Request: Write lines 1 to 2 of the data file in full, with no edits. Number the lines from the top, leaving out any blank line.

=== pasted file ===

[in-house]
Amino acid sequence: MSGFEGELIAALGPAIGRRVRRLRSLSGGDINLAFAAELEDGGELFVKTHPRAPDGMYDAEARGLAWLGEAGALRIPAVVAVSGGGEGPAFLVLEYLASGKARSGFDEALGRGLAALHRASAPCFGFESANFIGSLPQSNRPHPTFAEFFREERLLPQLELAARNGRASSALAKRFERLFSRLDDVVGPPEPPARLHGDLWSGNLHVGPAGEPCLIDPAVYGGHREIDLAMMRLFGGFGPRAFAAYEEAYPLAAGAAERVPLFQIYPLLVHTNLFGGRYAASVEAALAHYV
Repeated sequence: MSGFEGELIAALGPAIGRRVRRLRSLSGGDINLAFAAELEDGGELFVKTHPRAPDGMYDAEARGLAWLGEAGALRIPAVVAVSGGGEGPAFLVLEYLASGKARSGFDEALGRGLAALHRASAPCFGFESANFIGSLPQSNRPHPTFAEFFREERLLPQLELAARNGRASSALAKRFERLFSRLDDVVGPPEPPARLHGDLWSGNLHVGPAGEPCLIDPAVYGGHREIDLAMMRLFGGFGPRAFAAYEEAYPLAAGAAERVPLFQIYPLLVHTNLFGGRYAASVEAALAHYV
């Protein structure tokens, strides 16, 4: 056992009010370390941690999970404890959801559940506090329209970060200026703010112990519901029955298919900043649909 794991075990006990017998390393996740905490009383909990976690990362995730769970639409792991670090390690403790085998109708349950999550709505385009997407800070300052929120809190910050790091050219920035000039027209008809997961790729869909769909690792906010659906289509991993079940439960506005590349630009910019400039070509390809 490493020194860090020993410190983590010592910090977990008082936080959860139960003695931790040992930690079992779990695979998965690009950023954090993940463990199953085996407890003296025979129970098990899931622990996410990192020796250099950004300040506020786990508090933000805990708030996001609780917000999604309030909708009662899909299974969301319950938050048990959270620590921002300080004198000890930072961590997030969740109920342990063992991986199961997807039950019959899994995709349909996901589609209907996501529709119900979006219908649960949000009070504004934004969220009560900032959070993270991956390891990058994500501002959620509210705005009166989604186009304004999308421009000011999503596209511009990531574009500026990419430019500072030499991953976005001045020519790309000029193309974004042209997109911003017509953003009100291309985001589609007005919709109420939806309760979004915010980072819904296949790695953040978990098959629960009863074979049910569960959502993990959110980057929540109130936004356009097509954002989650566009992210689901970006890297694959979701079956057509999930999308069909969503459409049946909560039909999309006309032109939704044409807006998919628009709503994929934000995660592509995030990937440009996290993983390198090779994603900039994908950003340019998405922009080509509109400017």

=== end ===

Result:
[in-house]
Amino acid sequence: MSGFEGELIAALGPAIGRRVRRLRSLSGGDINLAFAAELEDGGELFVKTHPRAPDGMYDAEARGLAWLGEAGALRIPAVVAVSGGGEGPAFLVLEYLASGKARSGFDEALGRGLAALHRASAPCFGFESANFIGSLPQSNRPHPTFAEFFREERLLPQLELAARNGRASSALAKRFERLFSRLDDVVGPPEPPARLHGDLWSGNLHVGPAGEPCLIDPAVYGGHREIDLAMMRLFGGFGPRAFAAYEEAYPLAAGAAERVPLFQIYPLLVHTNLFGGRYAASVEAALAHYV